99. It is completely clear that actions taken by Cuomo and DeBlasio have had an extremely adverse impact. Other Blue state governors have also had more negative impacts. Even among blue states, there are significant differences in the effectiveness of govt actions. California was probably the first state to be infected and has very dense population centers, and yet the differences between New York and California are significant in response to Covid 19. Dustin, your hatred of Trump has severely impacted your critical thinking ability. When Trump shut down travel from China and Europe he was severely criticized by Democrats and the Media. Meanwhile, New York Health Authorities were saying go out and celebrate Lunar New Year and you give them a pass. And why are you accusing me of reading disreputable sources.? I actually study hard data and read real scientific papers. So where do you get off accusing me of that?

    1DaveMac (16cd0f)

  100. dumb

    Dustin (4237e0)

  101. You can’t support your position any better than that?
    Deaths per million:
    New York – 1689
    New Jersey – 1798
    California – 270
    Washington – 226
    All governed by democrats, all coastal states, all among the first to be infected. Your claims are clearly false.

    1DaveMac (16cd0f)

  102. There’s a lot I have about the cornavirus without hopefully, repeating myslf too much..

    I;ll try to get around to that later.

    But for now, here’s a article that illlustrates how stubborn the World Health Organization is about changing an of its :truth”

    Skeptics of the notion that the coronavirus spreads through the air — including many expert advisers to the World Health Organization — have held out for one missing piece of evidence: proof that floating respiratory droplets called aerosols contain live virus, and not just fragments of genetic material.

    Now a team of virologists and aerosol scientists has produced exactly that: confirmation of infectious virus in the air.

    “This is what people have been clamoring for,” said Linsey Marr, an expert in airborne spread of viruses who was not involved in the work. “It’s unambiguous evidence that there is infectious virus in aerosols.”….

    ….“The only conclusion I can take from this paper is you can culture viable virus out of the air,” she said. “But that’s not a small thing.”

    Several experts noted that the distance at which the team found virus is much farther than the six feet recommended for physical distancing.

    “We know that indoors, those distance rules don’t matter anymore,” Dr. Schofield said. It takes about five minutes for small aerosols to traverse the room even in still air, she added.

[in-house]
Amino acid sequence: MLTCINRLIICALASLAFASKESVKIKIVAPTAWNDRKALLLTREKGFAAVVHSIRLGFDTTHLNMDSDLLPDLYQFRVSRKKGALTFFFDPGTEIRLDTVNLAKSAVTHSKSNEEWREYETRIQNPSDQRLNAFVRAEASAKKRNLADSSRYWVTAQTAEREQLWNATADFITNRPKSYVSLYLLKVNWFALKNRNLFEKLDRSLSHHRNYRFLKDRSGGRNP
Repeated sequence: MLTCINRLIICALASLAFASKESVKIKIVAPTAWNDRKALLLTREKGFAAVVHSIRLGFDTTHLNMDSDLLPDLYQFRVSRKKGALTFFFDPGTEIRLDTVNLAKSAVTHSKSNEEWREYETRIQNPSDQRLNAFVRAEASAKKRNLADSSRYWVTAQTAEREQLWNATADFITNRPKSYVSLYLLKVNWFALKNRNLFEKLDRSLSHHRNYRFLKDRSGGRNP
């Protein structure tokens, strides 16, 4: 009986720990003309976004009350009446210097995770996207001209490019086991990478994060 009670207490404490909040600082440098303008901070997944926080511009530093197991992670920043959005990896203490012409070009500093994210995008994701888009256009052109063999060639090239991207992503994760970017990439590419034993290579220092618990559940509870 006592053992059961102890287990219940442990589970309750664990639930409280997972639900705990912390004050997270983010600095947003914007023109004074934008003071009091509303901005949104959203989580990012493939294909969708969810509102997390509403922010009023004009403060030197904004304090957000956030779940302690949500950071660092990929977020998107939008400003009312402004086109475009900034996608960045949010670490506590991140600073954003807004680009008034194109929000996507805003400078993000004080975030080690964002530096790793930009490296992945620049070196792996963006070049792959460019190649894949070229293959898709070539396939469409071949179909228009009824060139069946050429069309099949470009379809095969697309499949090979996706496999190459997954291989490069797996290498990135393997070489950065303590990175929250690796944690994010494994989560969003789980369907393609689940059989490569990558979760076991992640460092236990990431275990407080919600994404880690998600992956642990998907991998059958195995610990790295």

The six-foot minimum is “misleading, because people think they are protected indoors and they’re really not,” she said.

    That recommendation was based on the notion that “large ballistic cannonball-type droplets” were the only vehicles for the virus, Dr. Marr said. The more distance people can maintain, the better, she added.

    The findings should also push people to heed precautions for airborne transmission like improved ventilation, said Seema Lakdawala, a respiratory virus expert at the University of Pittsburgh.

    “We all know that this virus can transmit by all these modes, but we’re only focusing on a small subset,” Dr. Lakdawala said.

    Sammy Finkelman (083d4c)

  103. Another article that says many people already had immunity when the virus first came because they had a cowpox version of the disease. (they were wrong about everything, including that)

    A flurry of recent studies has revealed that a large proportion of the population — 20 to 50 percent of people in some places — might harbor immunity assassins called T cells that recognize the new coronavirus despite having never encountered it before.

    These T cells, which lurked in the bloodstreams of people long before the pandemic began, are most likely stragglers from past scuffles with other, related coronaviruses, including four that frequently cause common colds. It’s a case of family resemblance: In the eyes of the immune system, germs with common roots can look alike, such that when a cousin comes to call, the body may already have an inkling of its intentions.

    The presence of these T cells has intrigued experts, who said it was too soon to tell whether the cells would play a helpful, harmful or entirely negligible role in the world’s fight against the current coronavirus. But should these so-called cross-reactive T cells exert even a modest influence on the body’s immune response to the new coronavirus, they might make the disease milder — and perhaps partly explain why some people who catch the germ become very sick, while others are dealt only a glancing blow.

    Now the question is: Why are they so slow about acknowledging this?

    In theory, cross-reactive T cells can “protect almost like a vaccine,” said Smita Iyer, an immunologist at the University of California, Davis, who is studying immune responses to the new coronavirus in primates.

    The immunity may not even come entirely from common-cold coronaviruses.

    But children don’t have more memory T-cells as ths=is article stupidly goes on to say. They have less of them. But when they get an infection, they chirn out a greater variety of T-cells. That;s why they fight measles so much better than adults never exposed to it.

    Sammy Finkelman (083d4c)

  104. That Kansas mask study was debunked due to fraudulent chart manipulation:

    whembly (c30c83)